Not only the rich countries command greater control over world's income, but the 'Incomes Gap' between the rich and the poor countries goes on to increase. The countries like, Pakistan, India and the Bangladesh etc., have the per capita incomes in between $ 300 to $900 per annum, whereas, the countries like UK, France and US has the per capita incomes in between $15000 to $40000 per annum. Such heavy inequality in between income distribution at world level represents "Development Gap".

 

Such development gap rises no only because of difference in growth rates of incomes, but the basic difference in between incomes is also responsible for it. It is explained as:

 

We suppose that there are countries like A and B. The country A is a rich country having the per capita income of $1000, while country B is a poor country having the per capita income of $100. If the per capita income of these countries increases at the rate of 2% (Which is not possible) the per capita incomer of country A will move to $1020 while that of B will move to $102. As a result, the basic gap which was of $900 has gone up $918. This shows that if the poor country wishes to remove this gap there should be a 20% increase in its per capita income. But the poor countries fail to divert their resources to capital formation. Moreover, in the backward countries, there is heavy population pressure, and population increases at an alarming rate. The per capita income growth rate is hardly 3% in UDCs. Accordingly, the poor countries remained backward economically.

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Why Economic Development

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Economic Development Vs Economic Growth
Different Definitions of Economic Development
Measurement of Economic Development By Traditional Approach
Approaches to Economic Development/Measurement of Economic Development in Terms of Quality of Life
Physical Quantity of Life Index (PQLI)
Growth of GNP Versus Basic Needs Approach
Human Development Index (HDI)
Good Governance and Humane Governance Index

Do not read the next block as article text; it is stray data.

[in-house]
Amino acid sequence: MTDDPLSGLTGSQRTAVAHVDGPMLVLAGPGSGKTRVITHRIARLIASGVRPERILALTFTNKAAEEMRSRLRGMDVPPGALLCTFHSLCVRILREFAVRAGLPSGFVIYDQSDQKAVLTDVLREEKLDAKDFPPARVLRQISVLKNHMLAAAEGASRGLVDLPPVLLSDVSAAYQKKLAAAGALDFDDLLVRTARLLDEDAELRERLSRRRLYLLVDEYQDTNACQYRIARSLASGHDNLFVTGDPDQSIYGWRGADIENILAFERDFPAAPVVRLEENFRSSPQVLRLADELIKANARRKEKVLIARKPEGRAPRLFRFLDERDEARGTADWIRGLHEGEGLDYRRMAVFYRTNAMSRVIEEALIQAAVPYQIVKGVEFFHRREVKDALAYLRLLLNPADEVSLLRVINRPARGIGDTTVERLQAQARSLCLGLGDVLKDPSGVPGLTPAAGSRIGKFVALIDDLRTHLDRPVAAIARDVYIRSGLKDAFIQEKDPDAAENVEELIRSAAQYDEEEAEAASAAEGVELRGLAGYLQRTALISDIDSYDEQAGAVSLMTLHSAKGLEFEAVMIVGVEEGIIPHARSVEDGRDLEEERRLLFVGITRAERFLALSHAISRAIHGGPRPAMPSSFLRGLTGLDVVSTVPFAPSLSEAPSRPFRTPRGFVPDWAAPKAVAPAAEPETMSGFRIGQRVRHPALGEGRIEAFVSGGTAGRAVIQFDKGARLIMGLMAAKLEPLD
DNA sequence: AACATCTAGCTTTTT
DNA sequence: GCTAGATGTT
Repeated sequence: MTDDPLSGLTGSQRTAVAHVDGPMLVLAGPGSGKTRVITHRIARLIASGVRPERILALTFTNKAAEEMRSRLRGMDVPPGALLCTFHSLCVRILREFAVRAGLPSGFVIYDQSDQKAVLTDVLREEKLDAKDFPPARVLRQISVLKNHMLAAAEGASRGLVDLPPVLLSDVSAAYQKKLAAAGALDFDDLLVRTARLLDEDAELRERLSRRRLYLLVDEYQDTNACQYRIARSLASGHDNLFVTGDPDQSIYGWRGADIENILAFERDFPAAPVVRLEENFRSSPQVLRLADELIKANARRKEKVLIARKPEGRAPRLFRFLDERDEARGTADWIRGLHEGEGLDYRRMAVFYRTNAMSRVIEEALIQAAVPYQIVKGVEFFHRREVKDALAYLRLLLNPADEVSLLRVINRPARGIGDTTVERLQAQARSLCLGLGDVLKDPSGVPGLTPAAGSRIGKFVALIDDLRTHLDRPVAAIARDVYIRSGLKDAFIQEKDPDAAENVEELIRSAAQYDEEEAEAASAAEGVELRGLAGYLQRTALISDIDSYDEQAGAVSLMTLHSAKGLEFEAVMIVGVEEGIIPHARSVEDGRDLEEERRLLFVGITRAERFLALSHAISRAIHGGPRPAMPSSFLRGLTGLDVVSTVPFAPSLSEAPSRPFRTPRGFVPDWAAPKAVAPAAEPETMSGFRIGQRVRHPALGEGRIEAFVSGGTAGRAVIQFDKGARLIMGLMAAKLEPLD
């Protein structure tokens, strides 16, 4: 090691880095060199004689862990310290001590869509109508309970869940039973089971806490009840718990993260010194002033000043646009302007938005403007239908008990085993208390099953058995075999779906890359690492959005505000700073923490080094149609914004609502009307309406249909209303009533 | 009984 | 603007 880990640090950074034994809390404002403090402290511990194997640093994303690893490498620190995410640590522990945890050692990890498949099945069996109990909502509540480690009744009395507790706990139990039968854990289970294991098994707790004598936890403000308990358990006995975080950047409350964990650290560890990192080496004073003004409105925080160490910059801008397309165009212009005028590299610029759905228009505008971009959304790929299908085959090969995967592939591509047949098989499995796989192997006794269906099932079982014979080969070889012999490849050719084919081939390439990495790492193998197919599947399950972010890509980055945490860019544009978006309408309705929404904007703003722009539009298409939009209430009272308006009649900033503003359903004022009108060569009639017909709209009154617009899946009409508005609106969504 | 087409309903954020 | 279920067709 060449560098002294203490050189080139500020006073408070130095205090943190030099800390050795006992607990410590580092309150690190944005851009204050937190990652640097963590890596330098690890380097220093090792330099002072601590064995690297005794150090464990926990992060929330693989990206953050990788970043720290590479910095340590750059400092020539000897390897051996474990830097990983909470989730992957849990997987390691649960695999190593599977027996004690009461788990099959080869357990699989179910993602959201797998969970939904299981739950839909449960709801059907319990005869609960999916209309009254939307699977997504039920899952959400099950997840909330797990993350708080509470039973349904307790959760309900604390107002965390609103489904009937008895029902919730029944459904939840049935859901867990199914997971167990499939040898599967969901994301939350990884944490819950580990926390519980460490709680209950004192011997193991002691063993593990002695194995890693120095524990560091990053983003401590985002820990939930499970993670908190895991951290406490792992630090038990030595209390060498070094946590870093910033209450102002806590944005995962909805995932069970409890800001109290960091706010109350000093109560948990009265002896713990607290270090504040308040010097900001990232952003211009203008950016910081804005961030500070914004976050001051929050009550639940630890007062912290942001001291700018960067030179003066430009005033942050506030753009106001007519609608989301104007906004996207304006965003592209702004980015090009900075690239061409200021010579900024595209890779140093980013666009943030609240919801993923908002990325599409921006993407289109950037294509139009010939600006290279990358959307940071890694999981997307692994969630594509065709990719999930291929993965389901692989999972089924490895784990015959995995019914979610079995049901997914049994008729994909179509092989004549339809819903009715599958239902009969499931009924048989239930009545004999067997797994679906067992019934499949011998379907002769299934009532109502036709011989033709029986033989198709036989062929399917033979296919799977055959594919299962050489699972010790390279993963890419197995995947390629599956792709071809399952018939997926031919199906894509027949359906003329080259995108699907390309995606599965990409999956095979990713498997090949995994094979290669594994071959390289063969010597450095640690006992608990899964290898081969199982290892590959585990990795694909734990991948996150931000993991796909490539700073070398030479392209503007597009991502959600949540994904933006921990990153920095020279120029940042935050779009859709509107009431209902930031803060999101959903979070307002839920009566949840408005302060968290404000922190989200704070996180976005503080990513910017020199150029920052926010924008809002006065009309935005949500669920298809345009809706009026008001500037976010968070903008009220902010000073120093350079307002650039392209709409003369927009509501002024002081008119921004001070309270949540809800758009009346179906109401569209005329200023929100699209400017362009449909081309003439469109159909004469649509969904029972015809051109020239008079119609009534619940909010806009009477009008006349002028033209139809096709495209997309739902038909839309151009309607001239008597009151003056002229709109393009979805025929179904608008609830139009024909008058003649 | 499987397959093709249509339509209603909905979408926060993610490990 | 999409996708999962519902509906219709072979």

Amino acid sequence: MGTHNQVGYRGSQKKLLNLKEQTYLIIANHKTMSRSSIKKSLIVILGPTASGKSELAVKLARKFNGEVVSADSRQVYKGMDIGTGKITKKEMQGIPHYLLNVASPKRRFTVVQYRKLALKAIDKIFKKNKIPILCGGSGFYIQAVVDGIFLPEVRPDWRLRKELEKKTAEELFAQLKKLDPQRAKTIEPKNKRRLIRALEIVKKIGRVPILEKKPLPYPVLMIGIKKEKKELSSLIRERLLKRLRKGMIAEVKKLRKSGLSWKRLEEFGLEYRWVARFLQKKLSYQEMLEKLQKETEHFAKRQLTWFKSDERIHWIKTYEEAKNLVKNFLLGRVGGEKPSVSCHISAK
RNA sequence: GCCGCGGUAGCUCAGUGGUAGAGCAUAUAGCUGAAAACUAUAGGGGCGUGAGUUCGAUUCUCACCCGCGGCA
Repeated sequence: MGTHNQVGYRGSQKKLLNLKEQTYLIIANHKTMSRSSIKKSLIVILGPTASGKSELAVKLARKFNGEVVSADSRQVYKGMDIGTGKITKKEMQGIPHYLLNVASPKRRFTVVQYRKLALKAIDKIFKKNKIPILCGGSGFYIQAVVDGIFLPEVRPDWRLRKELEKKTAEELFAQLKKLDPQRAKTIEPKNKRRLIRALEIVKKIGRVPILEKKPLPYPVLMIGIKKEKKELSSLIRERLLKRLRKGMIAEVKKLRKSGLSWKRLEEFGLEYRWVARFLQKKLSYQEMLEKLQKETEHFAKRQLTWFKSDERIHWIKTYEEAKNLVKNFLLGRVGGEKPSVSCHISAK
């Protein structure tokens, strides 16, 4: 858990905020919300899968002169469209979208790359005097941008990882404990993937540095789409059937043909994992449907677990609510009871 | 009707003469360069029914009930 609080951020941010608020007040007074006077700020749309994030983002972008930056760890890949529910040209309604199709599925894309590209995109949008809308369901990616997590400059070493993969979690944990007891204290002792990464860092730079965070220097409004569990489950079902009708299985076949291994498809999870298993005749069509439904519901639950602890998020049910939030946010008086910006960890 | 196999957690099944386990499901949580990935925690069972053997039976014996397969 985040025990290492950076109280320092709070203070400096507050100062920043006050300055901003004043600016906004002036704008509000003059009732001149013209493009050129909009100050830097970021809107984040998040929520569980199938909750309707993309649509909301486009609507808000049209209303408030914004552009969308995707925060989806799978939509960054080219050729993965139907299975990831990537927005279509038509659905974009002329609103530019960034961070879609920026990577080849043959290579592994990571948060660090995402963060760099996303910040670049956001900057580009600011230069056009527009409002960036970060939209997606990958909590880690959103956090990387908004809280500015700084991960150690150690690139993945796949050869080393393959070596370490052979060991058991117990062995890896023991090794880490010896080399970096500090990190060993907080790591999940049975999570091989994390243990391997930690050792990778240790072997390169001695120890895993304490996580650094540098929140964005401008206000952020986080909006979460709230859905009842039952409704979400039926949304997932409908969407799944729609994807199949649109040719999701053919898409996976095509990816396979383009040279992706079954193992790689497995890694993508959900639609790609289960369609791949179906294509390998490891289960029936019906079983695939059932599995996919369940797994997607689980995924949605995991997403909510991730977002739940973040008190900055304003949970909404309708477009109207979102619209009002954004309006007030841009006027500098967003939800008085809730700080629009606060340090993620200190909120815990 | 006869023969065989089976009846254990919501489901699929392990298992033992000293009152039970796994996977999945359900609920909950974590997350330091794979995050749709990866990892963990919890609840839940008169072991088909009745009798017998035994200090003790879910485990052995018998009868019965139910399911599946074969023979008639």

Measurement of Humane Governance/Good Governance
Measurement of Economic Development with Combining GDP and Life Expectancy
Growth Versus Distribution
Re-Distribution with Growth (RWG)
International Inequalities
New/Modern Economic View of Development
Human Poverty Index (HPI) as a Measure of Economic Growth
 

Principles and Theories of Micro Economics
Definition and Explanation of Economics
Theory of Consumer Behavior
Indifference Curve Analysis of Consumer's Equilibrium
Theory of Demand
Theory of Supply
Elasticity of Demand
Elasticity of Supply
Equilibrium of Demand and Supply
Economic Resources
Scale of Production
Laws of Returns
Production Function
Cost Analysis
Various Revenue Concepts
Price and output Determination Under Perfect Competition
Price and Output Determination Under Monopoly
Price and Output Determination Under Monopolistic/Imperfect Competition
Theory of Factor Pricing OR Theory of Distribution
Rent
Wages
Interest
Profits
Principles and Theories of Macro Economics
National Income and Its Measurement
Principles of Public Finance
Public Revenue and Taxation
National Debt and Income Determination
Fiscal Policy
Determinants of the Level of National Income and Employment
Determination of National Income
Theories of Employment
Theory of International Trade
Balance of Payments
Commercial Policy
Development and Planning Economics
Introduction to Development Economics
Features of Developing Countries
Economic Development and Economic Growth
Theories of Under Development
Theories of Economic Growth
Agriculture and Economic Development
Monetary Economics and Public Finance

History of Money